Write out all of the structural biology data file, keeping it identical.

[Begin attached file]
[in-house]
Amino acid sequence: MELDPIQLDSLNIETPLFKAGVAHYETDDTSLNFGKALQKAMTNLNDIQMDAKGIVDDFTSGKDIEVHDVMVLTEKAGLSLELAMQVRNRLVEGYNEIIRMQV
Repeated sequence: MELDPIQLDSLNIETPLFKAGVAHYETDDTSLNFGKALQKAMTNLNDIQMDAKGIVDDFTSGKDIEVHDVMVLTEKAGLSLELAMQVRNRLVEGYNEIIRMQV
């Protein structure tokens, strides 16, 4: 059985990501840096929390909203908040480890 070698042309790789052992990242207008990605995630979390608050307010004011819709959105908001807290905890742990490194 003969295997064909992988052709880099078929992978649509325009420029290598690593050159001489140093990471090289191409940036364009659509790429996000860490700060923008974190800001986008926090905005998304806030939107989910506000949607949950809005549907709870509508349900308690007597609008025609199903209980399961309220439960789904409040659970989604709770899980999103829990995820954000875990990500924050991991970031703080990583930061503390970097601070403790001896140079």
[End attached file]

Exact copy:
[in-house]
Amino acid sequence: MELDPIQLDSLNIETPLFKAGVAHYETDDTSLNFGKALQKAMTNLNDIQMDAKGIVDDFTSGKDIEVHDVMVLTEKAGLSLELAMQVRNRLVEGYNEIIRMQV
Repeated sequence: MELDPIQLDSLNIETPLFKAGVAHYETDDTSLNFGKALQKAMTNLNDIQMDAKGIVDDFTSGKDIEVHDVMVLTEKAGLSLELAMQVRNRLVEGYNEIIRMQV
């Protein structure tokens, strides 16, 4: 059985990501840096929390909203908040480890 070698042309790789052992990242207008990605995630979390608050307010004011819709959105908001807290905890742990490194 003969295997064909992988052709880099078929992978649509325009420029290598690593050159001489140093990471090289191409940036364009659509790429996000860490700060923008974190800001986008926090905005998304806030939107989910506000949607949950809005549907709870509508349900308690007597609008025609199903209980399961309220439960789904409040659970989604709770899980999103829990995820954000875990990500924050991991970031703080990583930061503390970097601070403790001896140079």